SilasBarta

SilasBarta's Comments

You're Entitled to Arguments, But Not (That Particular) Proof

My favorite one: burning wood for heat. Better than fossil fuels for the GW problem, but really bad for local air quality.

According to Dale Carnegie, You Can't Win an Argument—and He Has a Point

To your alternative approaches I would also add Bruce Schneier's advice in Cryptographic Engineering, where he talks a little about the human element in dealing with clients. It's similar to the Socratic approach, in that you ask about a possible flaw rather than argue it exists.

Bad: "that doesn't work. Someone can just replay the messages."

Good: "what defenses does this system have against replay attacks?"

Should effective altruists care about the US gov't shutdown and can we do anything?

Why is a mere statement of contradiction voted up to five? Something I'm missing here? I could understand if it was Clippy and there was some paperclip related subtext that took a minute to "get" but ...

Should effective altruists care about the US gov't shutdown and can we do anything?

Admittedly no one's ever been charged under the ADA, but there are plenty of examples of people being disciplined for violating it.

Thinking about your experiments does not (in itself) involve expenditure of government money, so I don't see how they would prosecute you under the ADA for that. Yes, managers have to be very clear to workers not to use resources, just to keep them away from edge cases, but even with that level of overcaution, managers can't actually stop you.

Even if you came back and (for some reason) said, "Hey boss, I totally thought about this experiment from the couch when the shutdown was going on", they still don't have grounds unless you were using up resources. Now, they could fire you just for the defiance (maybe), but if they're that trigger-happy in the first place, then ...

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... and that is what being a big fish in a small pond feels like ;-) That is, most of them there won't even make it that far. At least, that was my experience.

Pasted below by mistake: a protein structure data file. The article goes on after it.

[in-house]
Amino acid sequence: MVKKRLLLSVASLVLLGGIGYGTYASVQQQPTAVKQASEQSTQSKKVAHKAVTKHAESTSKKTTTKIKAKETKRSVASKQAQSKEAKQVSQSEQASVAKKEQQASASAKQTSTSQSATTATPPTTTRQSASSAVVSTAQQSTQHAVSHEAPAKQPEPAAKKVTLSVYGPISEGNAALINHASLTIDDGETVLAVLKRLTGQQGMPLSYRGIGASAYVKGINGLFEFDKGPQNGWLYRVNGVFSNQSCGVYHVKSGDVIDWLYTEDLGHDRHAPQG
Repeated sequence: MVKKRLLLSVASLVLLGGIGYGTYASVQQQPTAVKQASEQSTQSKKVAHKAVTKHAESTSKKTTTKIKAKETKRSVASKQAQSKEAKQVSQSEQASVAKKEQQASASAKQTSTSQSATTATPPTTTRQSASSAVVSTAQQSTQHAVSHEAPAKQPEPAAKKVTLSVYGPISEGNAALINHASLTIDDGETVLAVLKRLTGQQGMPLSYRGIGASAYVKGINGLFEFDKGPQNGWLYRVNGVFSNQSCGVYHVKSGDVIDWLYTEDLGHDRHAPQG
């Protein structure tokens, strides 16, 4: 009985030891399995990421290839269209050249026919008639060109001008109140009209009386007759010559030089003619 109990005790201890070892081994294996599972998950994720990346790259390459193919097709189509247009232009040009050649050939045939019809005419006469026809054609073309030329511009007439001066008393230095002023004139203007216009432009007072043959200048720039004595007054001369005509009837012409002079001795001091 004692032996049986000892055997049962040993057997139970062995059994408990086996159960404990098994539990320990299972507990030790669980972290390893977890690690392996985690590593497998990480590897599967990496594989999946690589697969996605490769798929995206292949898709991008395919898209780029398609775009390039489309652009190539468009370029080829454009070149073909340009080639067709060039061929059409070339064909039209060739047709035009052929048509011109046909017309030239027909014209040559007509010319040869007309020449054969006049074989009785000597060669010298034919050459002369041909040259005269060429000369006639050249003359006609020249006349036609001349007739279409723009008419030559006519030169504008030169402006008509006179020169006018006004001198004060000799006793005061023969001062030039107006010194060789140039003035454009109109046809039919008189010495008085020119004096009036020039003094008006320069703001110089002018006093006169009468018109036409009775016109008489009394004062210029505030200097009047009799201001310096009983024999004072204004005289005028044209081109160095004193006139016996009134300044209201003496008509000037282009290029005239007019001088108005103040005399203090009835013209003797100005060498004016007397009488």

(My approach was the cruder one of just taking a remainder modulo max size after each operation.)

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C-style integers = integers with a fixed possible range of values and the corresponding rollover -- that is, if you get a result too big to be stored in that fixed size, it rolls over from the lowest possible value.

Ruby doesn't implement that limitation. It implements integers through Fixnum and Bignum. The latter is unbounded. The former is bounded but (per the linked doc) automatically converted to the latter if it would exceed its bounds.

Even if it did, it's still useful as an exercise: get a class to respond to addition, etc operations the same way that a C integer would. (And still something most participants will have trouble with.)

Open thread, July 29-August 4, 2013

+1 for a (+1 for acknowledging the inconvenient) on a subject you dislike discussion of.

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Depends on what you intend to get out of it, but you can go to an amateur hack night ("we're going to implement C-style integers in Ruby", "we're going to implement simulated annealing)", where almost everyone but you will have trouble conceptualizing the problem.

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Non-thinking-of-customers-as-fish is not a business plan.

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